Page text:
Obama jabs Republicans at Facebook town hall
The president takes questions from employees and Web participants on topics like the economy, immigration, and health care. He also takes aim at Republicans' deficit reduction plan.
PALO ALTO, Calif.--President Obama's visit here this afternoon to Facebook's campus was billed as an opportunity for him to "connect with Americans across the country" through a virtual "town hall" meeting.
But it also proved to be an opportunity for the president to throw political punches at Republicans in an ongoing tussle over deficit reduction, tax policy, and a looming spat over raising the debt limit.
A deficit reduction plan recently proposed by Rep. Paul Ryan, the Republican House Budget committee chairman, is "fairly radical," Obama said. Ryan aims to reduce government spending by at least $4 trillion over the next decade.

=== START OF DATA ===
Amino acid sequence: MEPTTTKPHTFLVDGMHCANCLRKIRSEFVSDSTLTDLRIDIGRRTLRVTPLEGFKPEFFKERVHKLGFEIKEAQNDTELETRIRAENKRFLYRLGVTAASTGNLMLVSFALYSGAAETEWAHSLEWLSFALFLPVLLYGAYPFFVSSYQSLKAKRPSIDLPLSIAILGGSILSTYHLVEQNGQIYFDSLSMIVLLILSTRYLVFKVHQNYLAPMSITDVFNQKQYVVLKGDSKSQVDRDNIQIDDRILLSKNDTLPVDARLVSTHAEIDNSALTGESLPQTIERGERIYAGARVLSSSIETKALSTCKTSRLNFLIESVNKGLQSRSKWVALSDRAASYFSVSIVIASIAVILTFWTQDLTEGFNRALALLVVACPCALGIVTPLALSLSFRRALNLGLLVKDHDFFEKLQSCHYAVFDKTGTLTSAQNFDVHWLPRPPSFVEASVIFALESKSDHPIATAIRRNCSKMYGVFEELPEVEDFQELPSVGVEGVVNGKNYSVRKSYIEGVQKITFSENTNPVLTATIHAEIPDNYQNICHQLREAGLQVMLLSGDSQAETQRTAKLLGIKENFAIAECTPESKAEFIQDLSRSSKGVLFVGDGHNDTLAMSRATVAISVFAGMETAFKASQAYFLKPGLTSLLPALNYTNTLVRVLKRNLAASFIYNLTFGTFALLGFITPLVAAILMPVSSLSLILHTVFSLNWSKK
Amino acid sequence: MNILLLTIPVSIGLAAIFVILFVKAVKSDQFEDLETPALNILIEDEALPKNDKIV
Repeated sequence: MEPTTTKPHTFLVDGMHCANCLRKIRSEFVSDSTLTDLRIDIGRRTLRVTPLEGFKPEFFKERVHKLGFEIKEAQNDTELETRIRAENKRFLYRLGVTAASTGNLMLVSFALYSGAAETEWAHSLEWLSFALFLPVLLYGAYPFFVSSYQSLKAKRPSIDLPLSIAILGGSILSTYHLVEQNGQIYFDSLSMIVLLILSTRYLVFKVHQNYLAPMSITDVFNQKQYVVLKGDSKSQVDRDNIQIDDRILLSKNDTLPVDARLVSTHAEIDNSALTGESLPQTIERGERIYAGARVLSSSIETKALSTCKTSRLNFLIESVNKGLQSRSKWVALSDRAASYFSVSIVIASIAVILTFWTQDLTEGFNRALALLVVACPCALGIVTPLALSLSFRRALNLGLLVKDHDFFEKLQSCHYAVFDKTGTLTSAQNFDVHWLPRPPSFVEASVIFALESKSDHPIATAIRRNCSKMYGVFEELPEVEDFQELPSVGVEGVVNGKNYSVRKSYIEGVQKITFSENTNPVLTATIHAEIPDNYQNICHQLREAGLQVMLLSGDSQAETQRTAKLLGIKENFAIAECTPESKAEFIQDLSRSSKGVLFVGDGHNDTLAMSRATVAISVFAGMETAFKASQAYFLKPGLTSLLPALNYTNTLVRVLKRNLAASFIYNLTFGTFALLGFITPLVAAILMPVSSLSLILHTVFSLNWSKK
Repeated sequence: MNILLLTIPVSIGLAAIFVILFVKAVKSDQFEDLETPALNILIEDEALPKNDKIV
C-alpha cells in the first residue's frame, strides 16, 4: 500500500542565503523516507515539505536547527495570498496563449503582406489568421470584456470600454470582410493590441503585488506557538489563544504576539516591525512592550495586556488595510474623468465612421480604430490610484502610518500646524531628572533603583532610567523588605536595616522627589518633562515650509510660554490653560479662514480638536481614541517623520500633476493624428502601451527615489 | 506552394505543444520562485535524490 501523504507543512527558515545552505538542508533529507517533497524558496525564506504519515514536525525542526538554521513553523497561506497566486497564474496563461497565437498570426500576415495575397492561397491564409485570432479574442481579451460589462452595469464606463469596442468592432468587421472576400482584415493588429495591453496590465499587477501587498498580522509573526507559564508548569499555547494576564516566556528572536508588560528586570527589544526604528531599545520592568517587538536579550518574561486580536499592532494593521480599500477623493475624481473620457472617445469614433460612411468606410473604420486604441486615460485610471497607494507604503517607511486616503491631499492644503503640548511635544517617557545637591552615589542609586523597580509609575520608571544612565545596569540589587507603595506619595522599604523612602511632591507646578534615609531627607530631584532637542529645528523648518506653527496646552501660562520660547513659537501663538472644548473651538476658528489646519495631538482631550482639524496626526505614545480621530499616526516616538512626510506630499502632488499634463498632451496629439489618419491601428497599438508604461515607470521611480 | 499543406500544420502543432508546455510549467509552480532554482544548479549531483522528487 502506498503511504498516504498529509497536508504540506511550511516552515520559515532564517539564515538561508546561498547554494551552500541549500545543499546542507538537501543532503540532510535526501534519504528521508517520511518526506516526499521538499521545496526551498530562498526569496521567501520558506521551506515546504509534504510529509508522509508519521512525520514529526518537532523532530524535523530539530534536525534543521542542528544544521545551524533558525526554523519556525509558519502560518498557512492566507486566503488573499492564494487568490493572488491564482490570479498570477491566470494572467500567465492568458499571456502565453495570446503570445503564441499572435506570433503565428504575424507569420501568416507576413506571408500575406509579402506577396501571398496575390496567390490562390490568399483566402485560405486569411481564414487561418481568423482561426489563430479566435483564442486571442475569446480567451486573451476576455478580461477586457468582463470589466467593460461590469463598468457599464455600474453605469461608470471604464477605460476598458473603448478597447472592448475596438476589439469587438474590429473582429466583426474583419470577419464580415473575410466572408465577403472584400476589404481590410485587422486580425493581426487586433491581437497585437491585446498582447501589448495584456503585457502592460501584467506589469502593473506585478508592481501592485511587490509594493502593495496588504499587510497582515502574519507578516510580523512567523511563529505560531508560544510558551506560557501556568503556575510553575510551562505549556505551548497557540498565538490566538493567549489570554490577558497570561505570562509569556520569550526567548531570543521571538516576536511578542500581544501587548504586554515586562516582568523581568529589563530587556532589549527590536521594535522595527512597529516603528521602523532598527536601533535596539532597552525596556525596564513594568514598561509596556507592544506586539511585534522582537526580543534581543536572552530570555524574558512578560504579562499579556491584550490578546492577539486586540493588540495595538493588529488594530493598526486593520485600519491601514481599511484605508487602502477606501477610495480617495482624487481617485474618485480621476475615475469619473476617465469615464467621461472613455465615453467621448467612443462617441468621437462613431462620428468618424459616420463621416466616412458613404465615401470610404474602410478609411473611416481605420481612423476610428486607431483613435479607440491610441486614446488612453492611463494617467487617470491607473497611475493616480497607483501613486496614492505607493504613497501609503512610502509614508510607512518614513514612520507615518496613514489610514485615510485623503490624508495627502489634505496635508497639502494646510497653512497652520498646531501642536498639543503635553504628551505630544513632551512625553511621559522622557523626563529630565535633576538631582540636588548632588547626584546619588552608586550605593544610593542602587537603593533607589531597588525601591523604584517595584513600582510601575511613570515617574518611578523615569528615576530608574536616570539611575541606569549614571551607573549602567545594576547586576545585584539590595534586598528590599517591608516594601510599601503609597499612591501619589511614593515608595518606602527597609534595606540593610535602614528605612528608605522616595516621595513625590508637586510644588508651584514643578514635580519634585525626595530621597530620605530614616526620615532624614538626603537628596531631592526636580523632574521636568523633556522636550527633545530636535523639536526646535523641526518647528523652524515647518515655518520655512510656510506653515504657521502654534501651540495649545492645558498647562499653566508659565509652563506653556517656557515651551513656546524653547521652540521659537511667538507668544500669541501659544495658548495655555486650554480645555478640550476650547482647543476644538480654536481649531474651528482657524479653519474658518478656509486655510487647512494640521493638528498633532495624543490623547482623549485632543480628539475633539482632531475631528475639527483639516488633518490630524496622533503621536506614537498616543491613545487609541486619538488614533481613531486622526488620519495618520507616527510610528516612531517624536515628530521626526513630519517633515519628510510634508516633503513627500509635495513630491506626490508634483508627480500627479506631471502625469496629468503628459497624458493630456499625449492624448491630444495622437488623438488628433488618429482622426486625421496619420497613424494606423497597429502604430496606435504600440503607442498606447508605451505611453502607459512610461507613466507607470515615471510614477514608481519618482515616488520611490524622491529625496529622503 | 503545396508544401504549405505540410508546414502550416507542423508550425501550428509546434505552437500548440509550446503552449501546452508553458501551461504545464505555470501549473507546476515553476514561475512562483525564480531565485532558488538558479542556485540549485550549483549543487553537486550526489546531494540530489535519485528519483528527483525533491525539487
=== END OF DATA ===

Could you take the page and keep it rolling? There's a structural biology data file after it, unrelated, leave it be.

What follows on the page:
"I wouldn't call it particularly courageous," Obama said. He added: "If all we're doing is spending cuts, and we're not discriminating about it, if we're using a machete instead of a scalpel...then the deficit could actually get worse because we could slip back into another recession."
The event was described as a "Shared Responsibility and Shared Prosperity" town hall meeting open to Facebook employees that was also broadcast through Livestream. It will be available as video on demand "shortly after the event," a Facebook representative said.
"What Facebook allows us to do is make sure this isn't just a one-way conversation," Obama told a few thousand people who gathered here this afternoon. "Not only am I speaking to you, but you're speaking back. We're in a conversation. We're in a dialogue."
Hosting today's event was Facebook Chief Executive Mark Zuckerberg, who said he was a bit nervous about the town hall. Obama joked, to applause, that it was his appearance that convinced the famously informal founder to dress up: "I'm the guy who got Mark to wear a jacket and tie. Thank you. I'm very proud of that." (Both then removed their jackets.)
Zuckerberg asked questions mainly about the economy, immigration, and health care. Privacy did not come up. Nor did marijuana legalization, which was a topic that received significant public attention at this type of event before. (Zuckerberg ended the event by giving Obama what looked a lot like a Facebook hoodie.)